07 March, 2015

#BookReview :: Unlucky 13 (Women's Murder Club #13) by James Patterson

When two dead bodies are found inside a wrecked car on the Golden Gate Bridge, Detective Lindsay Boxer doubts that it will be anything as simple as a traffic accident. The scene is more gruesome than anything she has seen before. It definitely wasn't the crash that killed these people. While Lindsay starts to piece this case together, she gets a call she wasn't expecting. Sightings of her ex-colleague-turned-ruthless-killer Mackie Morales have been reported.

Wanted for three murders, Mackie has been in hiding since she escaped from custody. But now she's ready to return to San Francisco and pay a visit to some old friends.

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First there is the case of the burger bombs and it seems that a mad scientist is on the loose – one that Lindsay has to track down before he brings down more bodies. Then there is Yuki & Brady’s interrupted honeymoon when their cruise ship is hijacked by pirates. And then there is the matter of Mackie who is back in town with the intent of revenge on SFPD’s finest. How does the Women’s murder club handle each situation? Will they be able to handle things on their own as they are separated? Will Mackie finally emerge on top?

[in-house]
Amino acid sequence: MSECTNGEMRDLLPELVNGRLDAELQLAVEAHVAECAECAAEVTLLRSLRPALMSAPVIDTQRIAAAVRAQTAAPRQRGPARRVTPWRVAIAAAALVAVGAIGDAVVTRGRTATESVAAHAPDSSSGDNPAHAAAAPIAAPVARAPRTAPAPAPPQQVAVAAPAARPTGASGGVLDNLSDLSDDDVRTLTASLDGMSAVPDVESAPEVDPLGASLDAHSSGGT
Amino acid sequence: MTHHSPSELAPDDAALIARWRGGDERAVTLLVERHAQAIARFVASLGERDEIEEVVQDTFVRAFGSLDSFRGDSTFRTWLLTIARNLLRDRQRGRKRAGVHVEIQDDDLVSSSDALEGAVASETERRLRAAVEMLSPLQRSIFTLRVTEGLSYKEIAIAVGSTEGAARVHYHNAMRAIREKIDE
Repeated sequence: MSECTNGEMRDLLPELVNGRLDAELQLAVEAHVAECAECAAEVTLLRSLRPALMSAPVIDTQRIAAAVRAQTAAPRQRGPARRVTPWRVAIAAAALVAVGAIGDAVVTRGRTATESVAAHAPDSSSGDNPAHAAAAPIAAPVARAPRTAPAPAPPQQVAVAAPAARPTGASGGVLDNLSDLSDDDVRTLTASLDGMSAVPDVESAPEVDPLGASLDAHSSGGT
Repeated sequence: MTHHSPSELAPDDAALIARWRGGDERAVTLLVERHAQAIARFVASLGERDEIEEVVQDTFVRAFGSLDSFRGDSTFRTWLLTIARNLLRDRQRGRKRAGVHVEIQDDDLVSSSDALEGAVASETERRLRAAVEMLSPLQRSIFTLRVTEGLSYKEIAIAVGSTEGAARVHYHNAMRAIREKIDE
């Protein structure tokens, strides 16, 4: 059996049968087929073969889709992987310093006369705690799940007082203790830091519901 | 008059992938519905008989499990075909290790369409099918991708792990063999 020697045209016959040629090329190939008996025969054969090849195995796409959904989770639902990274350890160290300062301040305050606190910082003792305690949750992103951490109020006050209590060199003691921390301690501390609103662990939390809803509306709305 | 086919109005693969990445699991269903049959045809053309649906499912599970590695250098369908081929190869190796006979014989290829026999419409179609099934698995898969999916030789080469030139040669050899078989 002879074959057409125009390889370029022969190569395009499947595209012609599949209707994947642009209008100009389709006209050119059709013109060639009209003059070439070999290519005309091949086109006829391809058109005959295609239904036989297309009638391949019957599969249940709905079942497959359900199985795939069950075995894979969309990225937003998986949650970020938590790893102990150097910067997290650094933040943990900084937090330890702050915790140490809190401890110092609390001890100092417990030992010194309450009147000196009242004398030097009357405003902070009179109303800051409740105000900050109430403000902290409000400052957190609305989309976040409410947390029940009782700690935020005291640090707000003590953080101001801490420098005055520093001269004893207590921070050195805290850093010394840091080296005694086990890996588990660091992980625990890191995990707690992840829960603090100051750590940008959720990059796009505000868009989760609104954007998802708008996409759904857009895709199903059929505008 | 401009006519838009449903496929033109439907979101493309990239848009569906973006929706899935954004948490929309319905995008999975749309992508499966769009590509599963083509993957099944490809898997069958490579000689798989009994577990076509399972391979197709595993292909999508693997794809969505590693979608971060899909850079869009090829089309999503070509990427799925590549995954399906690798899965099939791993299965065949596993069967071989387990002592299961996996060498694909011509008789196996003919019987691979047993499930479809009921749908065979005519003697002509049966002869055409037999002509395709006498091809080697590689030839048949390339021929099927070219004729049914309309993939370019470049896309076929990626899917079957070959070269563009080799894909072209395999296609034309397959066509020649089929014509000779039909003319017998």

Out of the thirteen Women’s Murder Club Novels, I have read just four, including this one. I have missed the one with Mackie in it. Though her return is hyped and she is labeled dangerous, I really did not get the feel of it. I wish I had read the noel where she was the main antagonist. Also, while the multiple storylines makes way for more action and intrigue, I would really have liked to see more team action from the novel.  Certain personal relationships of one of the protagonist feel forced and not quite normal in the book. Also, it felt like the author has hurried to tie up loose ends and forced certain hands in the plot to make it move. 

While it has tons of action and drama like most Patterson Novels, and the short chapters keep us intrigued, in the end the book feels quite disappointing with major loopholes and abnormal factors.

1 comment:

  1. Normally Patterson's books are quite intriguing but thanks for the review, would surely skip this one..